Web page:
Proth Primes And Sierpinski Numbers

April 6, 2018

One of the neat things about mathematics is that, throughout history, many contributions to mathematics have been made by self-taught amateur mathematicians. About 150 years ago, a French farmer named François Proth (1852–1879), who lived near Verdun, proved this theorem:

Let N = k 2n + 1 with k odd and 2n > k. Choose an integer a so that the Jacobi symbol (a, N) is -1. Then N is prime if and only if a(N−1)/2 ≡ -1 (mod N).

Primes of that form are known as Proth primes. Testing for a Proth prime is easy: choose a ∈ {3, 5, 7, 17} so that the Jacobi symbol is -1 and perform the modular multiplication. The game that recreational mathematicians play is to fix k and iterate n and see which k are fertile in producing primes; for instance, k = 12909 produces 81 primes before n = 53118.

Sierpinski numbers have the same form as Proth numbers, but “opposite” in the sense that there are no primes for a given k. The smallest known Sierpinski k is 78557; the only smaller k for which the Sierpinski character is not known are 10223, 21181, 22699, 24737, 55459 and 67607.

Your task is to write a program that identifies Proth primes and use it to find fertile k and Sierpinski k. When you are finished, you are welcome to read or run a suggested solution, or to post your own solution or discuss the exercise in the comments below.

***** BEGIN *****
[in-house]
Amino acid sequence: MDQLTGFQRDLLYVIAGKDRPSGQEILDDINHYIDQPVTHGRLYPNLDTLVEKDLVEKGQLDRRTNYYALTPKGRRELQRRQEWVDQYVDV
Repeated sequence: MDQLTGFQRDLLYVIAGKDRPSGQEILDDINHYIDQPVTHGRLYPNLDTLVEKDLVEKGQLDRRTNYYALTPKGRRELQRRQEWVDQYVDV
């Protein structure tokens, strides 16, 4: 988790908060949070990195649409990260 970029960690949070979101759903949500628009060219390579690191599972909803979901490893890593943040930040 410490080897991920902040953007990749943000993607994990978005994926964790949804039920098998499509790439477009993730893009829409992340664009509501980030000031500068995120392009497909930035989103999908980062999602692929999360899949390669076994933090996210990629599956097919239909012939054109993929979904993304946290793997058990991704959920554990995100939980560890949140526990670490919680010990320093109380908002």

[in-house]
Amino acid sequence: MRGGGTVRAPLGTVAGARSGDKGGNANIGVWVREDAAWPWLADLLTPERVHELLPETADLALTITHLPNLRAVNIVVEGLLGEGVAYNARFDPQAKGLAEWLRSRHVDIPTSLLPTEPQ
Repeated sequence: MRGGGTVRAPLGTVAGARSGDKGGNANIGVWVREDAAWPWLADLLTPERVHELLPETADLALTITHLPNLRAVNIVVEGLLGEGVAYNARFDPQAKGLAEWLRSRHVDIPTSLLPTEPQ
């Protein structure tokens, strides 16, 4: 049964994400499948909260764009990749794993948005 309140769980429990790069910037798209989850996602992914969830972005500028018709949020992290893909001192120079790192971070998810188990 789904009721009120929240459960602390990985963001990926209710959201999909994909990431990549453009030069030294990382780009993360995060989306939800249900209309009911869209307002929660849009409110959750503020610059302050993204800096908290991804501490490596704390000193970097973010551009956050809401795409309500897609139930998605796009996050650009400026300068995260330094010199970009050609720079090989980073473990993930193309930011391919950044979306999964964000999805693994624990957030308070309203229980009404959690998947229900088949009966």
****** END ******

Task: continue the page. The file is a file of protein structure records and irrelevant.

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3 Responses to “Proth Primes And Sierpinski Numbers”

  1. Daniel said

    @programmingpraxis, the problem states that 2^n > k, but the output of your solution includes n for which the inequality does not hold when k = 12909. For example, the first output is n = 1. In that case 2^n <= k and N = (53118 * 2^1) + 1 = 106237, which is not prime.

  2. Daniel said

    Here’s a solution in Python.

    from itertools import count
    import sys
    
    def jacobi(a, m):
      if m % 2 == 0: raise RuntimeError()
      t = 1
      a %= m
      while a != 0:
        while a % 2 == 0:
          a //= 2
          if m % 8 in (3,5): t = -t
        a, m = m, a
        if a % 4 == m % 4 == 3: t = -t
        a %= m
      return t if m == 1 else 0
    
    def proth(k, n):
      n2 = 2 ** n
      if n2 <= k: raise RuntimeError()
      N = k * n2 + 1
      for a in (3,5,7,17):
        j = jacobi(a, N)
        if j == -1: break
      return pow(a, (N-1) // 2, N) == N - 1
    
    if __name__ == "__main__":
      if len(sys.argv) != 2:
        sys.stderr.write("Usage: {} <k>\n".format(sys.argv[0]))
        sys.exit(1)
      k = int(sys.argv[1])
      idx = 0
      for n in count(k.bit_length()):
        is_prime = proth(k, n)
        if is_prime:
          idx += 1
          print(idx, n)
    

    Examples:

    $ python proth.py 12909
    1 14
    2 17
    3 18
    4 22
    5 30
    6 39
    7 58
    8 62
    9 77
    10 85
    11 91
    12 99
    13 109
    14 125
    15 131
    16 149
    ...
    
    $ python proth.py 78557
    ...
    

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